A “Twilight Zone” sea creature 🦑 and water recycling in Monterey
Welcome to KAZU's weekly news roundup for 12/10/21. Here you'll find the top local stories of the week and a few national stories from NPR.
When you turn on the faucet, it’s easy not to think about where the water comes from. On the Monterey Peninsula, a third of that water comes from recycled, purified wastewater. Despite the “yuck” factor, it’s a trend that communities across California are beginning to embrace as climate change worsens the drought and water supplies dwindle. Monterey’s purification plant is the first of its kind in Northern California. KAZU’s Suzanne Saunders toured the facility, which is poised to expand. Her story explains the complex process of turning sewage into drinking water and looks into whether the expansion could solve the area’s water shortage crisis. Find Suzanne’s story here.
The future of who controls the Peninsula’s water system is as muddy as ever. The public buyout of Cal Am, the area’s private water system, hit a wall this week and will likely head to court. In a surprise vote Monday night, a local watchdog group named LAFCO (Local Agency Formation Commission) halted the voter-supported move for public ownership. The agency went against its own staff’s recommendation and denied the Monterey Peninsula Water Management District the authority it needs to move forward.
Monterey Peninsula voters approved Measure J in 2018. It required the district to conduct feasibility studies on all aspects of a public buyout and the effect on ratepayers. Monday night’s 5-2 vote is a stunning blow to district supporters.
But water fights are never over. District General Manager Dave Stoldt confirmed in an email to KAZU that the decision will likely be litigated. Consultants presented the case that a public takeover of the Peninsula water system would be economically feasible.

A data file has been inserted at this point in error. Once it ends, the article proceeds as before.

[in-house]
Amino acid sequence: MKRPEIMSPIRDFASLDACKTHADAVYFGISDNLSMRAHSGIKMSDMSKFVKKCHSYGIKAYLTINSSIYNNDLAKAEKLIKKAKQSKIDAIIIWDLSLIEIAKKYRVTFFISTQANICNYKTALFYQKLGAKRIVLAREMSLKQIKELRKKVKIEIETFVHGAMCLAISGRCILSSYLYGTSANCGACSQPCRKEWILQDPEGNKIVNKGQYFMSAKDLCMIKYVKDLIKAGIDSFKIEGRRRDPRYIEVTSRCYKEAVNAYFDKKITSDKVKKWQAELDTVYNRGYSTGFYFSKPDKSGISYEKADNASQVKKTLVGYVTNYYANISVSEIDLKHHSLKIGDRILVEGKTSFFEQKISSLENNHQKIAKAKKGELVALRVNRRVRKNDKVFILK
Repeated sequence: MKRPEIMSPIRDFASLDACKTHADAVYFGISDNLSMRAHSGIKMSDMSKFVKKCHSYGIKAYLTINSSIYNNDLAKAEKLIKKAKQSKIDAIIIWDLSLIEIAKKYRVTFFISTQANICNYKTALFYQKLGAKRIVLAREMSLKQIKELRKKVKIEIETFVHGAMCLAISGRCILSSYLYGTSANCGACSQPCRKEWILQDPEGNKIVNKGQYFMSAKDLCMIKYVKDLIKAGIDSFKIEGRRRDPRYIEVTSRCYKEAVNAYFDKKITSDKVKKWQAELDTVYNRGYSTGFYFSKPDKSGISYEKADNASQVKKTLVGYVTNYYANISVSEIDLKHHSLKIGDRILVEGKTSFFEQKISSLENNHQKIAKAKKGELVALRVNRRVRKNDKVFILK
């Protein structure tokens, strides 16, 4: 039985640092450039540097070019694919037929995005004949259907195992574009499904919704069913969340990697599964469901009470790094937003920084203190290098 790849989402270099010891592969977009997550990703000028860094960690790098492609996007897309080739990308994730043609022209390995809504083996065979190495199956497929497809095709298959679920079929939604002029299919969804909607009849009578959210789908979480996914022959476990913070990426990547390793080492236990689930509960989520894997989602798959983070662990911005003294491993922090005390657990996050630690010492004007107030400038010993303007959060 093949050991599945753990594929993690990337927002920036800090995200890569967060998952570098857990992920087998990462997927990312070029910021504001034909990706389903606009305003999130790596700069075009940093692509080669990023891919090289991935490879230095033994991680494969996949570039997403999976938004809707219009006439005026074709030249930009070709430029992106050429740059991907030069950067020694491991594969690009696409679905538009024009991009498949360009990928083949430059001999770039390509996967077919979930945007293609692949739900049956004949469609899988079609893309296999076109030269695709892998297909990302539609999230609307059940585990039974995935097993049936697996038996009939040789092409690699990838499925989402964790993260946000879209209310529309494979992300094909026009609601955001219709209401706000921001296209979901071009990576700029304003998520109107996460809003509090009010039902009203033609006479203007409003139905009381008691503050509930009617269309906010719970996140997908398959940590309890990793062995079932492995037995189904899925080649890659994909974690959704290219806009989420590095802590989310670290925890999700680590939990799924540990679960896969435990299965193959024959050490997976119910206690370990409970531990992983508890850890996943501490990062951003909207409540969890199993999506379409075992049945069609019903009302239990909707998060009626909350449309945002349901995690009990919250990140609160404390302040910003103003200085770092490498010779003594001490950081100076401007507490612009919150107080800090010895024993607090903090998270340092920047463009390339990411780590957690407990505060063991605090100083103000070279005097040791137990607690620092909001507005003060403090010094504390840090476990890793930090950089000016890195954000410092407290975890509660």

But Cal Am lawyer George Soneff argued that if the buyout survived lengthy court battles over eminent domain, taxpayers would be on the hook for $700 million of new debt and that water rates would surely rise.
LAFCO is set to meet again in January. In explaining their “no” votes, commissioners expressed concern that special districts would lose property tax revenue. Others noted the harm to five satellite communities, including Chualar and Corral de Tierra, which would be left out of the new service area.
Better late than never — crab fishing is officially open in the Monterey Bay region. In recent years, the California Department of Fish and Wildlife has pushed the crab fishing season past its typical Nov. 15 start date. The reason? An uptick in whale entanglements due to “the blob” — a mass of warm water that kept whales lingering in Monterey Bay for longer than usual in the mid-2010s. When crab fishermen deployed their traps in those years, whales hadn’t begun their migration yet and were feeding closer to shore. In 2015, NOAA reported a record-breaking 53 whale entanglements along the West Coast. That record was broken in 2016 with another 55 entanglements.
Since then, efforts to prevent whale entanglements havehas caused CDFW to proceed with caution. Ryan Bartling, a spokesperson for CDFW, said the delay this year is normal. Humpbacks are now starting to move on from the Monterey Bay area, so the risk of entanglements is lower. Still, there are current restrictions on how deep crab fishermen can drop their pots, “just to give (the whales) a little more time to migrate and still provide some fishing opportunity,” Bartling said.